hands, the Hebrews no doubt re'ceived a good portion of Pharaoh's fifth, in payment for managing them for him. They had full employment, of the very kind they preferred (Gen. - xlvi. 33, 34): no wonder therefore they were willing to have remained where they were. Joseph continued to direct the affairs of Egypt for about seventy years after the famine; and we may well suppose, that, with the advantages which the Hebrews enjoyed over the Egyptians, they must, as to comfort and wealth and improvement, have been greatly in advance. This may not have been much noticed at first; but it could not but excite notice at the time of Joseph's death, or soon afterwards. A king that ascended the throne, after the death of Joseph, saw how things were proceeding, and had as much zeal about the interests of his Egyptian kindred, as Joseph had for his Hebrew. The case was, however, one of peculiar difficulty. Things had gone on so long, that it was not easy to make a change; yet many things might naturally have led Pharaoh to think a change absolutely necessary. Judging from the Hebrew records, I think it likely that Pharaoh saw, or thought he did, that one of three or four things must take place. Either, 1. he must expel the Hebrews; or, 2. he must amalgamate them with the Egyptians, so as to form a promiscuous people; or, 3. see his own people made slaves in their own country by the Hebrews; or, 4. prevent that by making slaves of them.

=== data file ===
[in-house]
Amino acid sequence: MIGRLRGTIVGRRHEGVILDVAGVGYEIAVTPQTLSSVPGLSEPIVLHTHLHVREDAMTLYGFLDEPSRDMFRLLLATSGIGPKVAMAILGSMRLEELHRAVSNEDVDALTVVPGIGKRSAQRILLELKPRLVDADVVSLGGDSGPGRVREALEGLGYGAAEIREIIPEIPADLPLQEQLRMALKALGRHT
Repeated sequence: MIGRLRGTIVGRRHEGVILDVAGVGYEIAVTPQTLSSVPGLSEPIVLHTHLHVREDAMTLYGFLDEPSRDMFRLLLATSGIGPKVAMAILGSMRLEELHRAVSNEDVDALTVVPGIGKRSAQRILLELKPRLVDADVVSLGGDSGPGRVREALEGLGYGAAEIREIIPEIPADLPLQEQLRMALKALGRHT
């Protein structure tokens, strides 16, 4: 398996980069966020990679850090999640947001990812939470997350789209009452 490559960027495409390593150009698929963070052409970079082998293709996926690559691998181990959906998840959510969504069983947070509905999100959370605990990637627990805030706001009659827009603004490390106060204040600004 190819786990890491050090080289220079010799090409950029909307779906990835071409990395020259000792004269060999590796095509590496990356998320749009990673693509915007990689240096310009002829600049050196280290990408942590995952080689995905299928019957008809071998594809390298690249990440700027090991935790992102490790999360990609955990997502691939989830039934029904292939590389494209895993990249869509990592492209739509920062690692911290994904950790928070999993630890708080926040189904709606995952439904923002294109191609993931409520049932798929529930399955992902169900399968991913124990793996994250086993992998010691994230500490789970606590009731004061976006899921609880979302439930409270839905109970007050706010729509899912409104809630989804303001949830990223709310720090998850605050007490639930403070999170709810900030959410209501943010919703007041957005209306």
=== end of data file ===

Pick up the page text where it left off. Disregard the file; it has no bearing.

To accomplish the first, might have been no easy matter. It would in all probability have led to war. The Hebrews would have most likely called in the aid of the Edomites, or some other of their kin, and the ruin of Egypt might have followed; or if effected, where could the Hebrews have gone? They had been absent from Canaan about one hundred years; and there was little probability that the Canaanites would allow them to reCHRIST. OBSERV. No. 310.